RT: Then as Kant explained, our experience would not be possible. Hume’s scepticism about causality and morality opened the modern path to nihilistic rejection of any possible certainty. Astronomy, as the great scientific source of knowledge of the universe, has much certain knowledge, proved by the fact that if causal theories such as gravity were untrue then man would not have been able to fly to the moon, etc.

RMP: “The mere fact that it does not occur to us to doubt something hardly proves there are no flaws we have not found.”
RT: Consider the example of doubting the moon landings. That doubt is nothing but crackpot nonsense which is immediately dismissed by all sensible people. Science does not know everything, but it is a fallacy to infer from that observation that therefore all knowledge can be doubted legitimately.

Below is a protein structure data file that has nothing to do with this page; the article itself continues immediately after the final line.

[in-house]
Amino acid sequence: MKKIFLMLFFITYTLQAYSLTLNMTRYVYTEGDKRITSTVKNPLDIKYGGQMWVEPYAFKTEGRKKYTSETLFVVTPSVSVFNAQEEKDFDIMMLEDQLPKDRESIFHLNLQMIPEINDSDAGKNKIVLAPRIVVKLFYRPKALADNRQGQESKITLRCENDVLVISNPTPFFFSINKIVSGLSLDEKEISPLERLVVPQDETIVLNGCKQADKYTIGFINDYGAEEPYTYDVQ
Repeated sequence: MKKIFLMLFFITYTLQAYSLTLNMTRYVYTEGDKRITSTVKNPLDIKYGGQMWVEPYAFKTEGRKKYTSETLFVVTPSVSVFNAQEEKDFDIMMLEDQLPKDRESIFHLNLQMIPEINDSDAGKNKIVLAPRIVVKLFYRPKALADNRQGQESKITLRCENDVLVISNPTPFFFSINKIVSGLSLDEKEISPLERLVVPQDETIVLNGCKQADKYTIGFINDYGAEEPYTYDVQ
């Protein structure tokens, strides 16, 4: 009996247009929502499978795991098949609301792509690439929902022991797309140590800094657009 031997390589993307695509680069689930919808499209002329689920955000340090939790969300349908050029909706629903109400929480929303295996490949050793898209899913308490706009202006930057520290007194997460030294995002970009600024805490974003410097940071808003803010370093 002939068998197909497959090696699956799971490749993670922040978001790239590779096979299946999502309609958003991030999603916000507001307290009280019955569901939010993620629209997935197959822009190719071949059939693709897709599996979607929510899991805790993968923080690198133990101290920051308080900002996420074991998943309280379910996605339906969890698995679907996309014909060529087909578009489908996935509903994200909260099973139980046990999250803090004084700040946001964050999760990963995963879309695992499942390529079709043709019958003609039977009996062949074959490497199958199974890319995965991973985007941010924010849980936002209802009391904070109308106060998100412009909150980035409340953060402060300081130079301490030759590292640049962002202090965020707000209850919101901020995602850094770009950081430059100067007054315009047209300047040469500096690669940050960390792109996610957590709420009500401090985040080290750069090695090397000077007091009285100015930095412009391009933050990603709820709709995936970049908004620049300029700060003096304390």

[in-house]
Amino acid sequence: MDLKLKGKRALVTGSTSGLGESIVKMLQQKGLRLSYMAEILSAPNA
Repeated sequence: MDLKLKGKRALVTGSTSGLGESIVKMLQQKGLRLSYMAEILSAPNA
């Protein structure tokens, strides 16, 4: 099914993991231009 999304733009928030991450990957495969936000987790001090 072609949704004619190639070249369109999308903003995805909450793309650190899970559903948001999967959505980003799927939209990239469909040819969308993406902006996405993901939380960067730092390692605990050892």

RMP: “what seems true to us in our oh-so-rational consciousness is a heavily censored and carefully edited product of the subconsciousness.”
RT: Yes, but we can distinguish what is certain from what is uncertain. The false implication of Derrida’s argument is that this distinction is impossible.

RMP: “Sanity is the tip of the iceberg of madness.”
RT: Perhaps, but as Aristotle argued, philosophy can separate the true from the false, and the sane from the insane. People err, but knowledge builds upon precedent, and is generally reliable. Without good reason we should not question the sanity of facts that make existence possible.

RMP: “The gospels partake of the Western complicity to silence disorder, differance, and the terrible secret that sane reason is but a minor mutant strain of madness.”